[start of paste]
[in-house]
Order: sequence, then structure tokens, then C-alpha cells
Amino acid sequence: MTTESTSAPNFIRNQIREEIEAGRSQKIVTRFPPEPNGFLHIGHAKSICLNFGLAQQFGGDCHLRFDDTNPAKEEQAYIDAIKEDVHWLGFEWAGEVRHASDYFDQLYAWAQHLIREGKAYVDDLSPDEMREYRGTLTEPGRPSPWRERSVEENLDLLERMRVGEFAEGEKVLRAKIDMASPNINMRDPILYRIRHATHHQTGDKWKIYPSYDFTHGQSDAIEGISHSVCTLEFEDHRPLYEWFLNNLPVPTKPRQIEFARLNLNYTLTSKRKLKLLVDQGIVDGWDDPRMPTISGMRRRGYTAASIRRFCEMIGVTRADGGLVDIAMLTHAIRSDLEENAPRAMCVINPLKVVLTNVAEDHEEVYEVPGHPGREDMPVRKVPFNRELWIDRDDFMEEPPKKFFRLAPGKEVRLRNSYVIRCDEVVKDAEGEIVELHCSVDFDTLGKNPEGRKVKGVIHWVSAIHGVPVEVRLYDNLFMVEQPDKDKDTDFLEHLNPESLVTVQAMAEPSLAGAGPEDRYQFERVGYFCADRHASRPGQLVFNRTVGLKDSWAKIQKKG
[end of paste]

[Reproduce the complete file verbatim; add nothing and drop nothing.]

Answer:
[in-house]
Order: sequence, then structure tokens, then C-alpha cells
Amino acid sequence: MTTESTSAPNFIRNQIREEIEAGRSQKIVTRFPPEPNGFLHIGHAKSICLNFGLAQQFGGDCHLRFDDTNPAKEEQAYIDAIKEDVHWLGFEWAGEVRHASDYFDQLYAWAQHLIREGKAYVDDLSPDEMREYRGTLTEPGRPSPWRERSVEENLDLLERMRVGEFAEGEKVLRAKIDMASPNINMRDPILYRIRHATHHQTGDKWKIYPSYDFTHGQSDAIEGISHSVCTLEFEDHRPLYEWFLNNLPVPTKPRQIEFARLNLNYTLTSKRKLKLLVDQGIVDGWDDPRMPTISGMRRRGYTAASIRRFCEMIGVTRADGGLVDIAMLTHAIRSDLEENAPRAMCVINPLKVVLTNVAEDHEEVYEVPGHPGREDMPVRKVPFNRELWIDRDDFMEEPPKKFFRLAPGKEVRLRNSYVIRCDEVVKDAEGEIVELHCSVDFDTLGKNPEGRKVKGVIHWVSAIHGVPVEVRLYDNLFMVEQPDKDKDTDFLEHLNPESLVTVQAMAEPSLAGAGPEDRYQFERVGYFCADRHASRPGQLVFNRTVGLKDSWAKIQKKG